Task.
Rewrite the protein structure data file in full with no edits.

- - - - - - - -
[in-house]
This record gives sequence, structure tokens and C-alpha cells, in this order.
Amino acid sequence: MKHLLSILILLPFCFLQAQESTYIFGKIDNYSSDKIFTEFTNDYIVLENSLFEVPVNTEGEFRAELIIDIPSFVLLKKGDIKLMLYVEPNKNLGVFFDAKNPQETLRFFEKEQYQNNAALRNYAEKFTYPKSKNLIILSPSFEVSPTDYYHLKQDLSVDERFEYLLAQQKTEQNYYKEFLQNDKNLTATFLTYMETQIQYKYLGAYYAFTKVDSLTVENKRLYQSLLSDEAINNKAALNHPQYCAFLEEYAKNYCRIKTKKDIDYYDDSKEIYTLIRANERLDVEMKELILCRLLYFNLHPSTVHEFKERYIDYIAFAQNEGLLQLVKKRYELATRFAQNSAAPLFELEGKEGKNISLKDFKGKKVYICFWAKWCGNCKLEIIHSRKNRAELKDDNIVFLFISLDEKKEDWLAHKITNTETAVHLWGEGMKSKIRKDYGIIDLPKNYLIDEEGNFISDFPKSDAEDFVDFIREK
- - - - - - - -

[in-house]
This record gives sequence, structure tokens and C-alpha cells, in this order.
Amino acid sequence: MKHLLSILILLPFCFLQAQESTYIFGKIDNYSSDKIFTEFTNDYIVLENSLFEVPVNTEGEFRAELIIDIPSFVLLKKGDIKLMLYVEPNKNLGVFFDAKNPQETLRFFEKEQYQNNAALRNYAEKFTYPKSKNLIILSPSFEVSPTDYYHLKQDLSVDERFEYLLAQQKTEQNYYKEFLQNDKNLTATFLTYMETQIQYKYLGAYYAFTKVDSLTVENKRLYQSLLSDEAINNKAALNHPQYCAFLEEYAKNYCRIKTKKDIDYYDDSKEIYTLIRANERLDVEMKELILCRLLYFNLHPSTVHEFKERYIDYIAFAQNEGLLQLVKKRYELATRFAQNSAAPLFELEGKEGKNISLKDFKGKKVYICFWAKWCGNCKLEIIHSRKNRAELKDDNIVFLFISLDEKKEDWLAHKITNTETAVHLWGEGMKSKIRKDYGIIDLPKNYLIDEEGNFISDFPKSDAEDFVDFIREK